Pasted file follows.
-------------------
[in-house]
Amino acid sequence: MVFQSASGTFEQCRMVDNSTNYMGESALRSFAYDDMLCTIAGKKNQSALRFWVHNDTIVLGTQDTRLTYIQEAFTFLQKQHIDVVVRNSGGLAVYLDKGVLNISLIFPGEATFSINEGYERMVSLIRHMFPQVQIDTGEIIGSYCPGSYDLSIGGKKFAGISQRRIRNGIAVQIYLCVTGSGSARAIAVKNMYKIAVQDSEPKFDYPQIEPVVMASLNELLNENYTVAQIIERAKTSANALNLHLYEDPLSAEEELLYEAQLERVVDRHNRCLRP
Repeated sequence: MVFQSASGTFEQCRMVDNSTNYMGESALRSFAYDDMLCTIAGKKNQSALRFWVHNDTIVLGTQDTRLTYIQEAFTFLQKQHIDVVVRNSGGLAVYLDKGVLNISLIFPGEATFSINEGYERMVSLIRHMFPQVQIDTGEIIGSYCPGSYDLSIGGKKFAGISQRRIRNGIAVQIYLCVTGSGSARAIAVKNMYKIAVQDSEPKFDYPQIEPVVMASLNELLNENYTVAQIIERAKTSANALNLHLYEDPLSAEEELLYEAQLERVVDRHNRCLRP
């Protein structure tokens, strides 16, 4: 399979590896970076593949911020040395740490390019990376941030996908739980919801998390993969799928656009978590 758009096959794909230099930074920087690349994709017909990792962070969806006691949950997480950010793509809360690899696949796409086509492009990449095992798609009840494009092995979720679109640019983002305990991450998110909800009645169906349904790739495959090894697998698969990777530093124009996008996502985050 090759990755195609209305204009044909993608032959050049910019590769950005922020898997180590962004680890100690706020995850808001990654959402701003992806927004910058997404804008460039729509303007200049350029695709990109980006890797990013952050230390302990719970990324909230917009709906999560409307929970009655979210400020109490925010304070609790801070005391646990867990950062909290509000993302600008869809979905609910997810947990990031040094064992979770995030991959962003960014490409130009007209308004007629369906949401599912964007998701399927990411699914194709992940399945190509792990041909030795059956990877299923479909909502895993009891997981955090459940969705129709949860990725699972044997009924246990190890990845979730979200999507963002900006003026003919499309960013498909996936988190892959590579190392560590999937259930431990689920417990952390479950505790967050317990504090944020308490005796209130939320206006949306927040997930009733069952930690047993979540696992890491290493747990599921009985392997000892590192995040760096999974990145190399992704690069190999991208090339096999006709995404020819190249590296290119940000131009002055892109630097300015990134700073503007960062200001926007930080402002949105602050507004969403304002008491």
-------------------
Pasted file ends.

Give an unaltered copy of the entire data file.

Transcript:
[in-house]
Amino acid sequence: MVFQSASGTFEQCRMVDNSTNYMGESALRSFAYDDMLCTIAGKKNQSALRFWVHNDTIVLGTQDTRLTYIQEAFTFLQKQHIDVVVRNSGGLAVYLDKGVLNISLIFPGEATFSINEGYERMVSLIRHMFPQVQIDTGEIIGSYCPGSYDLSIGGKKFAGISQRRIRNGIAVQIYLCVTGSGSARAIAVKNMYKIAVQDSEPKFDYPQIEPVVMASLNELLNENYTVAQIIERAKTSANALNLHLYEDPLSAEEELLYEAQLERVVDRHNRCLRP
Repeated sequence: MVFQSASGTFEQCRMVDNSTNYMGESALRSFAYDDMLCTIAGKKNQSALRFWVHNDTIVLGTQDTRLTYIQEAFTFLQKQHIDVVVRNSGGLAVYLDKGVLNISLIFPGEATFSINEGYERMVSLIRHMFPQVQIDTGEIIGSYCPGSYDLSIGGKKFAGISQRRIRNGIAVQIYLCVTGSGSARAIAVKNMYKIAVQDSEPKFDYPQIEPVVMASLNELLNENYTVAQIIERAKTSANALNLHLYEDPLSAEEELLYEAQLERVVDRHNRCLRP
């Protein structure tokens, strides 16, 4: 399979590896970076593949911020040395740490390019990376941030996908739980919801998390993969799928656009978590 758009096959794909230099930074920087690349994709017909990792962070969806006691949950997480950010793509809360690899696949796409086509492009990449095992798609009840494009092995979720679109640019983002305990991450998110909800009645169906349904790739495959090894697998698969990777530093124009996008996502985050 090759990755195609209305204009044909993608032959050049910019590769950005922020898997180590962004680890100690706020995850808001990654959402701003992806927004910058997404804008460039729509303007200049350029695709990109980006890797990013952050230390302990719970990324909230917009709906999560409307929970009655979210400020109490925010304070609790801070005391646990867990950062909290509000993302600008869809979905609910997810947990990031040094064992979770995030991959962003960014490409130009007209308004007629369906949401599912964007998701399927990411699914194709992940399945190509792990041909030795059956990877299923479909909502895993009891997981955090459940969705129709949860990725699972044997009924246990190890990845979730979200999507963002900006003026003919499309960013498909996936988190892959590579190392560590999937259930431990689920417990952390479950505790967050317990504090944020308490005796209130939320206006949306927040997930009733069952930690047993979540696992890491290493747990599921009985392997000892590192995040760096999974990145190399992704690069190999991208090339096999006709995404020819190249590296290119940000131009002055892109630097300015990134700073503007960062200001926007930080402002949105602050507004969403304002008491």